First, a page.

Penn State Athletics most recent annual financial report showed a slight increase in revenues and profits for the 2019-20 fiscal year, a timespan that ends just prior to the onset of the vast majority of the COVID-19 pandemic.
In turn, the report — which was released by Penn State Athletics on Friday evening and was due to the NCAA earlier this year — represents the departments’ financial standing heading into the current fiscal year which effectively encompasses the duration of the COVID-19 pandemic’s most significant impacts.
So the following report is something of a financial black box, representing an accurate depiction of the state of affairs for Penn State Athletics prior to a financial inflection point that has already impacted the current standing and future of the department.
Overall the department announced revenues or just over $165 million a slightly increase from $164.5 million the year prior. While not the only noteworthy accomplishments, the 2019-20 FY represents the culmination of Penn State’s 11-2 football season, a Big Ten men’s hockey regular season title campaign and what would have been men’s basketball’s first NCAA Tournament appearance in a decade if not for the eventual cancelation of the tournament at the start of the pandemic.
Subsequently, Penn State’s profits increased by roughly $3 million going from $4.15 million during the 2018-19 FY to roughly $7.17 million during the 2019-20 FY.
Penn State football reported nearly $102 million in revenues against $48.7 million in operating expenses. Penn State men’s basketball reported just over $1.5 million in ticket sales during its NCAA Tournament bound season compared to nearly $967,000 in ticket sales the season prior.
As far as department spending, that decreased slightly, from $160 million in 2018-19 to just shy of $158 million in 2019-20. Penn State football logged a slight increase in operating spending $48.7 million during the 2019-20 FY after reporting an operation budget of $46.2 million the previous fiscal year.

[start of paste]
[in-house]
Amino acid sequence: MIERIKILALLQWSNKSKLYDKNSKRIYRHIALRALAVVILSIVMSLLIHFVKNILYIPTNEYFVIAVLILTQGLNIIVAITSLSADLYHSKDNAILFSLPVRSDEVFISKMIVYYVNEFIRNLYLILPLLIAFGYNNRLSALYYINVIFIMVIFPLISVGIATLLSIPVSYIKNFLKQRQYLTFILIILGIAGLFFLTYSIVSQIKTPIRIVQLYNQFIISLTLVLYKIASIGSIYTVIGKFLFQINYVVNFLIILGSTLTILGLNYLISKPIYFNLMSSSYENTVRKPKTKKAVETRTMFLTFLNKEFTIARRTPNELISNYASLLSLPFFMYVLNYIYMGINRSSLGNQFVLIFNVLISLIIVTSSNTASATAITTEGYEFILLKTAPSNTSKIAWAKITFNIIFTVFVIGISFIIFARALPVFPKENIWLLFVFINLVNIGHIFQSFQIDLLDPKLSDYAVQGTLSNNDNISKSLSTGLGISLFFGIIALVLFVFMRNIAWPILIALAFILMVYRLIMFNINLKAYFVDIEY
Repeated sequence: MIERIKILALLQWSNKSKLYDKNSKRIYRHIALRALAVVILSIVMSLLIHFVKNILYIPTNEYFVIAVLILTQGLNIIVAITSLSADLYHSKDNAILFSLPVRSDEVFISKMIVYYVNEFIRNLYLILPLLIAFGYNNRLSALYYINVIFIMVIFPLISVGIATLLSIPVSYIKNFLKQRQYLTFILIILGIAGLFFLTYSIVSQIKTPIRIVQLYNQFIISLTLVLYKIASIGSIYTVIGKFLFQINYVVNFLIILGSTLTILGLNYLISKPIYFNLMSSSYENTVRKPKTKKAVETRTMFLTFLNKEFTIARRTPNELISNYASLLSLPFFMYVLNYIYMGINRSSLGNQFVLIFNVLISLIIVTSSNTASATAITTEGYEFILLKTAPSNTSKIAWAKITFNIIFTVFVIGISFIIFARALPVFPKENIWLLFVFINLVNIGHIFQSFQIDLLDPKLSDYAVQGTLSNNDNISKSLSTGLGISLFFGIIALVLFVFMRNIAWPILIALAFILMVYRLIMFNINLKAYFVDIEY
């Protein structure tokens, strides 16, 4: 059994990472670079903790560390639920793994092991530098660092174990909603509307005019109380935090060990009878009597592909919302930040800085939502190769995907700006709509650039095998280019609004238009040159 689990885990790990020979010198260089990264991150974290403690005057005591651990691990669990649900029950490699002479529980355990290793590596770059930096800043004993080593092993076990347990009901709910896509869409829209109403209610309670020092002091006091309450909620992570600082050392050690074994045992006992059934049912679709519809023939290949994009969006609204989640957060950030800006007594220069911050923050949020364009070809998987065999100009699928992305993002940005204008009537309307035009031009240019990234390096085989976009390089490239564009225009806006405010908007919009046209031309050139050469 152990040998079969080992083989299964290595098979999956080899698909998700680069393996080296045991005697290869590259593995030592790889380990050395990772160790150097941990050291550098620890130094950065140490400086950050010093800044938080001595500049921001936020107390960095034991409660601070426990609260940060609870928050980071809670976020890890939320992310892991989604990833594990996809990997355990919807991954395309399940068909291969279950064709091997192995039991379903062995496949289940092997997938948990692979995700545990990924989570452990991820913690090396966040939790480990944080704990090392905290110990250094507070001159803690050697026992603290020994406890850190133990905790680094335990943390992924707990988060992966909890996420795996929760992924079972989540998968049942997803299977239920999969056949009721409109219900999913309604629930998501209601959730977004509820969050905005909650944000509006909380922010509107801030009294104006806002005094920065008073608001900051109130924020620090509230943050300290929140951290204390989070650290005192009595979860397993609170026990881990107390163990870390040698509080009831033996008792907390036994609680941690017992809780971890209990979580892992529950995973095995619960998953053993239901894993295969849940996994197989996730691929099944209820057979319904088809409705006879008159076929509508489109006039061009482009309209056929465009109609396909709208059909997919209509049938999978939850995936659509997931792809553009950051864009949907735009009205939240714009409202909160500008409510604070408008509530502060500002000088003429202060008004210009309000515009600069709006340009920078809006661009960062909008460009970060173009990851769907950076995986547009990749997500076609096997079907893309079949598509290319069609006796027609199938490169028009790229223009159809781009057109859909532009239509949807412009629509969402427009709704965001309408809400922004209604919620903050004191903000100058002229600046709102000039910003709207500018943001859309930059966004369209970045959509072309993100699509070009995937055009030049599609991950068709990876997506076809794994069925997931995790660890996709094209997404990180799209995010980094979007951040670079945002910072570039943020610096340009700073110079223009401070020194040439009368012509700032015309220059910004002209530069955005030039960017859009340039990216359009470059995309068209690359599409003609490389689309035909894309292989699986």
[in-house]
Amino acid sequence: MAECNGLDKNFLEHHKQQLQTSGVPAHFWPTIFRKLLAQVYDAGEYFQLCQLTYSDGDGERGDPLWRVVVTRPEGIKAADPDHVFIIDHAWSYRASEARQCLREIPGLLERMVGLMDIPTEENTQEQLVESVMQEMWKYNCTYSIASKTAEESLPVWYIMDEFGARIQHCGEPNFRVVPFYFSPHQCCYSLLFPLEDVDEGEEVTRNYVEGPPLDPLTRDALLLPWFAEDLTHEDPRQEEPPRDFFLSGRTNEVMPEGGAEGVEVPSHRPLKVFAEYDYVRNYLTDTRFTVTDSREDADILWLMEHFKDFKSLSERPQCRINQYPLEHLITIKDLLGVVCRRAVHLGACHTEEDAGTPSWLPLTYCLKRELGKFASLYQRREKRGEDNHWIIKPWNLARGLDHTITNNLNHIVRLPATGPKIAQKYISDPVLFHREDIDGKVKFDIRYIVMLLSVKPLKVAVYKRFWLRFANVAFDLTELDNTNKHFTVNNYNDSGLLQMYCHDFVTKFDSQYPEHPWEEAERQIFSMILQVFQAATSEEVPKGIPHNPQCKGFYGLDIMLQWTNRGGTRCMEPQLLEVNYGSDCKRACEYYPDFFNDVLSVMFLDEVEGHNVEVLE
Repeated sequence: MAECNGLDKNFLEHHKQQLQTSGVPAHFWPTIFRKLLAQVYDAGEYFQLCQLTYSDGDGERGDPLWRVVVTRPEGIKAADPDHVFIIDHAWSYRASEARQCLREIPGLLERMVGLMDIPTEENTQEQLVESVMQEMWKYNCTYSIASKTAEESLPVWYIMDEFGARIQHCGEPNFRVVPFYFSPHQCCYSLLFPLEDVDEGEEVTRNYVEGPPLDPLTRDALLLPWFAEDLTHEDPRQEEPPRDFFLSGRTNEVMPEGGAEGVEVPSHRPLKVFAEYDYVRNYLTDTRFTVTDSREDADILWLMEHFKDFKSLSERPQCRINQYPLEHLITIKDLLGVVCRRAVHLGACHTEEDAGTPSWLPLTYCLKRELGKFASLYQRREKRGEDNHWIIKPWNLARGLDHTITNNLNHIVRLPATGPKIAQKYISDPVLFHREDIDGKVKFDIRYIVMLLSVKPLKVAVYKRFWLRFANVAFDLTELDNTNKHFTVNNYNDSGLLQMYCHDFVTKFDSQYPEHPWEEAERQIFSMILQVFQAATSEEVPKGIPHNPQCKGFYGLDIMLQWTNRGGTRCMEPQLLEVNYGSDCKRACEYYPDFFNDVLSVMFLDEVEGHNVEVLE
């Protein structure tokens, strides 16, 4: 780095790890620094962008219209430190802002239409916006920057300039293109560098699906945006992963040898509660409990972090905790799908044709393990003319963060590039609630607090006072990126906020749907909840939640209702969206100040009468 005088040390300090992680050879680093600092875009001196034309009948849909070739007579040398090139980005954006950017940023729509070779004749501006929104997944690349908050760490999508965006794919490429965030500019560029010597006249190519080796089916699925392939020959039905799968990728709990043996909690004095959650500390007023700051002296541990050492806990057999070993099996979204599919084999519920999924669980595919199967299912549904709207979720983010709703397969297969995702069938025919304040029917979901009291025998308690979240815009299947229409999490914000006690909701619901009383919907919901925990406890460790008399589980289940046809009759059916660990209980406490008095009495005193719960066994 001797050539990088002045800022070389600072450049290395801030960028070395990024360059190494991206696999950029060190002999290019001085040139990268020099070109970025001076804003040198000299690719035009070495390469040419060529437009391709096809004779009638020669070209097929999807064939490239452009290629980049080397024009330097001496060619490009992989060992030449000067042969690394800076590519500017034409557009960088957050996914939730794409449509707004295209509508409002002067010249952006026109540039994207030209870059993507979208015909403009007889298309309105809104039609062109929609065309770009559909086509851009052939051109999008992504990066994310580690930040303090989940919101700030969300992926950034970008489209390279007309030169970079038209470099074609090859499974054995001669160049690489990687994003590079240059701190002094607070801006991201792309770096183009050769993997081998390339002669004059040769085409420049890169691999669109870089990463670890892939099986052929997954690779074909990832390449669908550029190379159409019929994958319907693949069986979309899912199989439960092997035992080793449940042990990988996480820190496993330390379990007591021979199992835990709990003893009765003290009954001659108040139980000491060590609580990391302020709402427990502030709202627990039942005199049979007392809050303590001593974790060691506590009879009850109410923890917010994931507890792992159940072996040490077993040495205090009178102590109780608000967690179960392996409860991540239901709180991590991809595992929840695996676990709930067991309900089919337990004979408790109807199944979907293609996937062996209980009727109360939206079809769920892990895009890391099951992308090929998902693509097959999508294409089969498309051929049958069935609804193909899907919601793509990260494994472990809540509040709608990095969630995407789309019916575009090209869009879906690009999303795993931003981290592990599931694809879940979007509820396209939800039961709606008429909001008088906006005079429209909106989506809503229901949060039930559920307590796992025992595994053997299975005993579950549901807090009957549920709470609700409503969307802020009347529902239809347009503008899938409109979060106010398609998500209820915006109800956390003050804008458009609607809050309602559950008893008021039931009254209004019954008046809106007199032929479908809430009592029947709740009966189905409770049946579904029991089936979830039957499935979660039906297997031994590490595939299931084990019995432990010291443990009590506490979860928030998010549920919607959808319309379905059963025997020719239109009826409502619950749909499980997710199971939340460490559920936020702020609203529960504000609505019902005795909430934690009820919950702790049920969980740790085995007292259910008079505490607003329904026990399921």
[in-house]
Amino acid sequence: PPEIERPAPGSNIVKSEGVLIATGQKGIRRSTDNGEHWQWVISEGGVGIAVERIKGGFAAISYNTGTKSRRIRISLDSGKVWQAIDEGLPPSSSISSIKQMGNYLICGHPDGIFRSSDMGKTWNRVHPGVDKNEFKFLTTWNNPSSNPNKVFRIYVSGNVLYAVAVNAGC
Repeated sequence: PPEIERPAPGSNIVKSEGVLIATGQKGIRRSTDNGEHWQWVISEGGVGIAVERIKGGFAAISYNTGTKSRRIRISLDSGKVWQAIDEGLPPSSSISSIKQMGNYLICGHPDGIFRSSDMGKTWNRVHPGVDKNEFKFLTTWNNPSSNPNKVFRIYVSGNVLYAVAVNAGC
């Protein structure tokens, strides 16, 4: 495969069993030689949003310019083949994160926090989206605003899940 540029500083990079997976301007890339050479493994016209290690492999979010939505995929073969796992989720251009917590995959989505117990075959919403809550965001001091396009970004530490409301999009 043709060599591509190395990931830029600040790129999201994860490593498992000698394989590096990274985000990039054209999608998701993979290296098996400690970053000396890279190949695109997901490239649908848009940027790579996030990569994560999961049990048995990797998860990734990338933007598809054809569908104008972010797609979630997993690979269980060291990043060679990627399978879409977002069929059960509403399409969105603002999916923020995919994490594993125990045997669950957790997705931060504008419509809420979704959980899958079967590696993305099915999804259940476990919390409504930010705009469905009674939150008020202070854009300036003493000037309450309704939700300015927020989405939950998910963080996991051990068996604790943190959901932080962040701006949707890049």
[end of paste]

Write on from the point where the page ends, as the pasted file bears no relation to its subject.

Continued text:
“In unprecedented times, Penn State Athletics continues to be a strong, self-supporting unit,” Vice President of Intercollegiate Athletics Sandy Barbour said in a Friday evening press release. “We saw modest gains in revenues, despite unanticipated revenue losses due to the cancellation of the NCAA Men’s Basketball Tournament.
“We were able to implement cost-control measures in FY 2020 to assist us in minimizing our anticipated revenue shortfall in FY 2021. We remain vigilant in our expense management, while creating conditions for success for our students and achieving comprehensive excellence throughout ICA.”
All of Friday’s reporting sets the stage for what is expected to be a brutal revenue shortfall following the conclusion of the ongoing 2020-21 FY due to the COVID-19 pandemic. Penn State reported nearly $41 million in ticket sale revenues in 2018-19, a figure that will be drastically lower following a nearly attendance-free athletic calendar.
Initially, Barbour and her fellow administrators had foreseen revenue shortfalls in the area of almost $100 million although internally Penn State later revised its forecasting towards a slightly more modest, but no less substantial figure in the range of $55-60 million.